Hadley Society

Fill Up A Kids' Bookshelf And Encourage Reading

The books of childhood should be proudly displayed on your easy-to-reach kids' bookshelf. Your toddler can reach for the activity books he enjoys anytime. Is this not a fun way to teach your kids to love reading?

Make reading a habit

Reading is becoming a lost art. Kids are always glued to the computers or the television. They can watch the condensed versions of their favorite stories in the movies, like Harry Potter and the Chronicles of Narnia. There seems to be a lot of distractions. Develop their interest in reading at an early age and store colorful books on their kids' bookshelf. Line up colorful illustrated books for children on the kids' bookshelf. The pictures can help them work their imagination and the stories are fun. The pictures will also teach them about animals, flowers, and things.

A story each bedtime is also an interesting way to cap a long day. Mommies and daddies can also teach their children the values of life while the kids are young, as well as strengthening their bond with their children.

The advantages of reading to your children

Read to your kids so they may develop reading skills of their own. At the start, when they listen to you read the adventures of Peter Rabbit, they will be eager to know more. Prepare yourself for the barrage of questions and answer all of these. Satisfy their curiosity. Each question answered gives helps them learn about the world around them. Little by little, their perspective will develop. When they are ready for school, they are already well grounded on the classics, albeit kiddy versions.

Vary the stories you read to them. Start them on animal stories and later on move on to fairy tales. Look for books appropriate for their ages. Little as they are, do not hesitate to introduce big words one at time. They will be parroting these words with your encouragement.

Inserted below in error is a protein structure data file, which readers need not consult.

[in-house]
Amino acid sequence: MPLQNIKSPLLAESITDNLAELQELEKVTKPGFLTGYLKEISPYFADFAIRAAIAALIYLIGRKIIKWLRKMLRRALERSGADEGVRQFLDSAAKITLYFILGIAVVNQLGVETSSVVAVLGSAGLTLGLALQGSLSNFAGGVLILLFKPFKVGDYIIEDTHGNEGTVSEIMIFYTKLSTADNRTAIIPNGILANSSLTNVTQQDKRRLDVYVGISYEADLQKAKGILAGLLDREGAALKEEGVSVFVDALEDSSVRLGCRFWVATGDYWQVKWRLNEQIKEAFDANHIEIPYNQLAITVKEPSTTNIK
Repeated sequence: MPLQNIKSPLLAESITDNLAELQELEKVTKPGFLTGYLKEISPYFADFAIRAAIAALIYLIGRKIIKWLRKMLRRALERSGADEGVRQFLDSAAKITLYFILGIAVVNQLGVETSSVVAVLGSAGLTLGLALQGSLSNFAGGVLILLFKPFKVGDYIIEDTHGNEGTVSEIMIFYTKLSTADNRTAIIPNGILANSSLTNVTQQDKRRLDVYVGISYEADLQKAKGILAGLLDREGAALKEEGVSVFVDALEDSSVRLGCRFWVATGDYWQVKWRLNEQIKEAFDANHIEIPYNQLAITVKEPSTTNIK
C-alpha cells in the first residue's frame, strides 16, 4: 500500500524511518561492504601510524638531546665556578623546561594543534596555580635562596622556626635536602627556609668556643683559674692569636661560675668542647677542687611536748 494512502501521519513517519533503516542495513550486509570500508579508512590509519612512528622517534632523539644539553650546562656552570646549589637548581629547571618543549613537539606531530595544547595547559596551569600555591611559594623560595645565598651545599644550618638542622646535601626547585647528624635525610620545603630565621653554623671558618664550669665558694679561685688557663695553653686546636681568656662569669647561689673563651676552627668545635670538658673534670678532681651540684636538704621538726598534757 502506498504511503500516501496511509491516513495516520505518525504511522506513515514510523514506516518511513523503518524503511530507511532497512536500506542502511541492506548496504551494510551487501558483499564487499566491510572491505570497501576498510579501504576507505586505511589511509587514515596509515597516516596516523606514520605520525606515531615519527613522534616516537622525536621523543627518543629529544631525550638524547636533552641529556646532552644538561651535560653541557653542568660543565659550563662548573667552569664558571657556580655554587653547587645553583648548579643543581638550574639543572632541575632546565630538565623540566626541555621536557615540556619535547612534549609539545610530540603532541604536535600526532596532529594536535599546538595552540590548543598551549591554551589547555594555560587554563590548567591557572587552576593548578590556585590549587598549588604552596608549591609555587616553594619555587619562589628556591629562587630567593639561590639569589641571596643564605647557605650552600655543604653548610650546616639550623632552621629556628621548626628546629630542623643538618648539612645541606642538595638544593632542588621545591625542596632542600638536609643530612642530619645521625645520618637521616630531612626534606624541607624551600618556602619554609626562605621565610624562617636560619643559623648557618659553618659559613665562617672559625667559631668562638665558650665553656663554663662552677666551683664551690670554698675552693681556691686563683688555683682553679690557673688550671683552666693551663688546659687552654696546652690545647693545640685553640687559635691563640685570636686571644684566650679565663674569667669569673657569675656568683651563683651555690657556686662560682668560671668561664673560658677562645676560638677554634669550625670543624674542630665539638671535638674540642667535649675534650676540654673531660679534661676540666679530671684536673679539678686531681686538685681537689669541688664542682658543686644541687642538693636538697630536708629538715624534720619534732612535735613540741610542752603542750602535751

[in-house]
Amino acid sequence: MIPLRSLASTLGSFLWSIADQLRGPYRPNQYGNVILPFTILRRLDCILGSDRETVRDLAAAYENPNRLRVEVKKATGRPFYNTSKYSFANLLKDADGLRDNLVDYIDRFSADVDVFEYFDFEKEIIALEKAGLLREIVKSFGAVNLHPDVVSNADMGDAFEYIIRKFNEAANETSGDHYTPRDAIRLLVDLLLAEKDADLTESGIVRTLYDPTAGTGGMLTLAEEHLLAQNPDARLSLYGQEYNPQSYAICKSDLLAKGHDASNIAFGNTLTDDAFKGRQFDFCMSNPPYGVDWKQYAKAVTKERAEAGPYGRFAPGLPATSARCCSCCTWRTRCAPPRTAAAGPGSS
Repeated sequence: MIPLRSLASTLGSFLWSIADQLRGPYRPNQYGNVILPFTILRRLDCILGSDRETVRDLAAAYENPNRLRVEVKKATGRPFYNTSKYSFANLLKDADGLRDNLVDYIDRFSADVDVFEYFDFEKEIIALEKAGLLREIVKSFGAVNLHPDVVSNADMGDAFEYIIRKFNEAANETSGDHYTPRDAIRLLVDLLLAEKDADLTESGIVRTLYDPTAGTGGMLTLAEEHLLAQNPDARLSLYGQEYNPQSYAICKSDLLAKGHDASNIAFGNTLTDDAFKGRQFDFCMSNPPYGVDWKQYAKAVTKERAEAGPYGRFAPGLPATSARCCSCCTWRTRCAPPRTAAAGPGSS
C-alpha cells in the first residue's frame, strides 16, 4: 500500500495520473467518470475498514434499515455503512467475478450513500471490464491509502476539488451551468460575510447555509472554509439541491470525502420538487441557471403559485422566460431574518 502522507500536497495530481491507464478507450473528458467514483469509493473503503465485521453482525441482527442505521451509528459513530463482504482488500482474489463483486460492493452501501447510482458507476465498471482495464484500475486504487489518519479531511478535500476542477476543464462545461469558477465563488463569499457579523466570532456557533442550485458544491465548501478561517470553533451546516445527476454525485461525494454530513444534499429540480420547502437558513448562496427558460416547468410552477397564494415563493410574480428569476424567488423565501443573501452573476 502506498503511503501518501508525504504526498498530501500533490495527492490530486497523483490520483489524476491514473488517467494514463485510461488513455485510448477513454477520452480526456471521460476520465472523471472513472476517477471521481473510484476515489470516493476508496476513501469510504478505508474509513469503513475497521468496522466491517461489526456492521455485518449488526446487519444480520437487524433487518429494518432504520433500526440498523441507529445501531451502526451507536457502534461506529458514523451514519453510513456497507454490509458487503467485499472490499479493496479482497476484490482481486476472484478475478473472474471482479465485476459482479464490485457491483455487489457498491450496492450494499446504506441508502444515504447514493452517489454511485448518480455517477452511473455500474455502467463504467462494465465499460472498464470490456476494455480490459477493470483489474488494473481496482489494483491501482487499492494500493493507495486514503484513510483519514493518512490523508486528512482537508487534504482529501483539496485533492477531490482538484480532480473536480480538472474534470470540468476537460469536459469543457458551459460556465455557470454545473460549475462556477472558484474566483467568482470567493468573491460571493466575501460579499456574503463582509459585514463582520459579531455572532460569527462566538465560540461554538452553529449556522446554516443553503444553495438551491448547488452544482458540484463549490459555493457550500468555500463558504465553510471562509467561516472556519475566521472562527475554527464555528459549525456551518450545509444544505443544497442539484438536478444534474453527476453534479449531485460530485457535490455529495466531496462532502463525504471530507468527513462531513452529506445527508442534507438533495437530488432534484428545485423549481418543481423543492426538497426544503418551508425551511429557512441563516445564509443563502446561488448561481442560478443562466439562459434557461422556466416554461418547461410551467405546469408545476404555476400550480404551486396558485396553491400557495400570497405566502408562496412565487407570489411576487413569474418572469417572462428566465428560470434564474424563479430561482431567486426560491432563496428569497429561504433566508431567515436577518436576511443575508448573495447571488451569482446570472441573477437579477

As you go along, children will nurture this eagerness to read on their own. Watch their minds grow along with their books. You will be amazed at the variety of books showing up on the kids' bookshelf. Children who are read to develop the skills needed to read on their own.

Active listening

Each bedtime, require them to choose a book from the kids' bookshelf. Make bedtime storytelling a regular ritual. When you read Goldilocks and The Three Bears, encourage them to ask questions. Ask them questions too to find out if they understand where the story is going. If they interrupt to ask a question, answer it. You can also ask them what they would do if they were the character in the story. You'll be amused and impressed at their insights.

Read with expression and by all means act out the words. This will make for a fun-filled story time. After the tale, ask them if they like the story and why. This is a way of developing their analytical abilities at an early age, so stock up a variety of storybooks on the kids' bookshelf.


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